- The Tale of Two Cities by Charles Dickens.
- The Pickwick Papers by Charles Dickens.
- The Way Things Were by Anthony Trollope.
- The Tenant of Wildfell Hall by Bronte.
- Silas Marner by George Eliot.
- The Mill on the Floss by George Eliot.
- Wives and Daughters by Elizabeth Gaskell.
- Armadale by Wilkie Collins.
- Reader, I Married Him by Patricia Beer
- Victorian London by Liza Picard
- any other suggestions for books about the era?
Scottish Literature Challenge. 0/1. I don’t know yet what I’ll read. I’m waiting for Amateur Reader to post his list of ideas!
My personal projects will be more of a priority to me in the coming year, particularly the HTR&W poetry project and novel project. It’s pathetic how I dropped it so easily. While I have been cured of thinking highly of Harold Bloom’s opinions, it still is my personal challenge to read the works on his list. I’m going to keep doing so, and this is my rededication to the project!
Further, I want to read more Nobel authors and a few Pulitzer novels. When I’m ready to read classics, my next read should more often than not come from the 101 Great Books Recommended for College-Bound Readers list, of which I still lack many works!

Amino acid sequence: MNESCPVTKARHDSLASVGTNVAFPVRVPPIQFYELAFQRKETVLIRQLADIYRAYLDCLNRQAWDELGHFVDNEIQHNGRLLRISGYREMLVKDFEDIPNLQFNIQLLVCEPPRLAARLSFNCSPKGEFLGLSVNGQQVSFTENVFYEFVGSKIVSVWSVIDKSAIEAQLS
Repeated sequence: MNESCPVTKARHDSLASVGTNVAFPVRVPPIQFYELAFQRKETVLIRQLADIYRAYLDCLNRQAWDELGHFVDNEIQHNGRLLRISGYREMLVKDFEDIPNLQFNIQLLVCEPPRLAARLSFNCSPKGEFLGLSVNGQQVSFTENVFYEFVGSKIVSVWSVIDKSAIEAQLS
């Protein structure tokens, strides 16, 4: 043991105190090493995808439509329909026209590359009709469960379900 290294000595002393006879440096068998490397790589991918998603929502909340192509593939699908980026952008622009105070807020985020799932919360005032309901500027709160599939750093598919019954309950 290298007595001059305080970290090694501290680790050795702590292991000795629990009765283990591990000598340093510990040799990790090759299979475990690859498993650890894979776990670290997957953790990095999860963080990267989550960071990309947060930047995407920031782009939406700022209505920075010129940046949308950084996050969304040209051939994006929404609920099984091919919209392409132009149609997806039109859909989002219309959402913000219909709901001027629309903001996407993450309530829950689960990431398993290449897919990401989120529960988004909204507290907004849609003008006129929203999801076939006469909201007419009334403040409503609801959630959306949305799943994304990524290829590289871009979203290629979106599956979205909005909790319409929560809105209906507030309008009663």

I’ve not been very dedicated to reading about the U.S. Presidents, so I plan on finished some more Abraham Lincoln books and maybe reading a few things by or about Obama. Also, I want to make some progress on reading about the presidents of The Church of Jesus Christ of Latter-day Saints.
In terms of children’s literature, I’m making good personal progress at reading the Caldecott Medal winners, but Newbery winners will probably be neglected for another year, as my son isn’t at that reading level yet and I’m just not interested right now. I hope to make actual progress at reading some of the historical literature as part of my My History of Children’s Literature Project. In the mean time, I hope to read my way through some of the active literature suggested in the ABCs of Literacy, which I finished reading recently and loved to pieces.
Is that enough of a deliberate plan for the coming year? I think so.
What are you planning, or are you reading through 2010 as it comes?